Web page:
Every morning, North Korea releases details about the number of new patients with fever symptoms, but not with COVID-19. Experts believe most cases should be counted as COVID-19 because while North Korean health authorities lack diagnostic kits, they still know how to distinguish the symptoms from fevers caused by the other prevalent infectious diseases.
North Korea’s daily fever tally peaked at nearly 400,000 early last week; it has nosedived to around 100,000 in the past few days. On Friday, it added one more death after claiming no fatalities for three consecutive days.
“Our country set a world record for having no single (COVID-19) infection for the longest period … and we’ve now made an achievement of reversing the tide of the abrupt outbreak in a short period,” the main Rodong Sinmun newspaper said Thursday. “This evidently proves the scientific nature of our country’s emergency anti-epidemic steps.”
Medical experts question the validity of North Korea’s stated fatality rate of 0.002%. Given that South Korea’s mortality rate of unvaccinated people for the omicron variant was 0.6%, North Korea must have similar or higher death rates because of its low capacity to treat patients and its people’s poor nutrition, said Shin Young-jeon, a professor of preventive medicine at Seoul’s Hanyang University.
In a study published by the Johns Hopkins University last year, North Korean ranked 193 out of 195 countries for its ability to deal with an epidemic. U.N. reports in recent years said about 40% of its people were undernourished. North Korea’s free socialist public health care system has been in shambles for decades, and defectors testify that while in the North, they bought medicines at markets or somewhere else.
“North Korea wouldn’t really care about fatalities at all,” said Choi Jung Hun, a defector who worked as a doctor in North Korea in the 2000s. “Many North Koreans have already died of malaria, measles, chickenpox and typhoid. There are all kind of infectious diseases there.”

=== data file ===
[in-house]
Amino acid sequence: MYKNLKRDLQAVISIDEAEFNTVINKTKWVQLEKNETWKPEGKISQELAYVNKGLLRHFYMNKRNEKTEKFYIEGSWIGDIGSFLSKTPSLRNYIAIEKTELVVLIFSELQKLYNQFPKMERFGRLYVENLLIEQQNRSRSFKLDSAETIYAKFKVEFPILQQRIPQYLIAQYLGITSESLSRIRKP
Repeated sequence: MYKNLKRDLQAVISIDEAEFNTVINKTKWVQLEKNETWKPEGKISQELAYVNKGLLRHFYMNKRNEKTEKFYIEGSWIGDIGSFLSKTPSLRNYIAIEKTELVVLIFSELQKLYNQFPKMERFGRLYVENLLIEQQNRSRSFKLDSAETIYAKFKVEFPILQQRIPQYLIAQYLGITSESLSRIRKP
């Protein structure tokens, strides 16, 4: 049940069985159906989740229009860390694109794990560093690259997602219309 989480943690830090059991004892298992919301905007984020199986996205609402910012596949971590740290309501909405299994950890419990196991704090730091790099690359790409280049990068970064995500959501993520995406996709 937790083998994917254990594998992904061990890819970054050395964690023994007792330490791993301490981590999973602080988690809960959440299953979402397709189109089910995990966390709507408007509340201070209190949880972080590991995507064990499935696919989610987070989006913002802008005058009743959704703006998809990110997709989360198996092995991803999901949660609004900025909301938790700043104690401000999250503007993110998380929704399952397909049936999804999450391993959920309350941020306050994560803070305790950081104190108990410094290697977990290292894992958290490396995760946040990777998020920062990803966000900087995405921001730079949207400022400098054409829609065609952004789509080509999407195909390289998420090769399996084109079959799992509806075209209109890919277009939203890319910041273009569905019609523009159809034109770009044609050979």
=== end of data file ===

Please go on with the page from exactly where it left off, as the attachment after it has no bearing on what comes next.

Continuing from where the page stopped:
Choi, now a researcher at a Korea University-affiliated institute in South Korea, said North Korea likely decided to admit to the omicron outbreak because it sees it as less lethal and more manageable. He suspected North Korea set up a scenario to raise up and then bring down fever cases so as to boost Kim’s leadership.
Lee, the Ajou professor, said North Korea may have overstated its earlier fever cases to give “a powerful shock” to the public to rally support for the government, but avoided releasing details of too many deaths to stave off public unrest.
The outbreak could eventually kill more than 100,000, if people remain unvaccinated and die at the same death rate as in South Korea, Shin, the Hanyang professor, warned.
The North Korean outbreak will likely last several months, Moon Jin Soo, director of the Institute for Health and Unification Studies at Seoul National University, said. It’s urgent to ship anti-viral pills and other essential medications to North Korea, rather than vaccines whose roll out would take at least a couple of months, he said.
“North Korea could spend a couple more months massaging the statistics, but they could also abruptly announce their victory this weekend,” said Ahn Kyung-su, head of DPRKHEALTH.ORG, a website focusing on health issues in North Korea. “North Korea always operates beyond your imagination. It’s hard to predict what they’ll do, but they do have a plan.”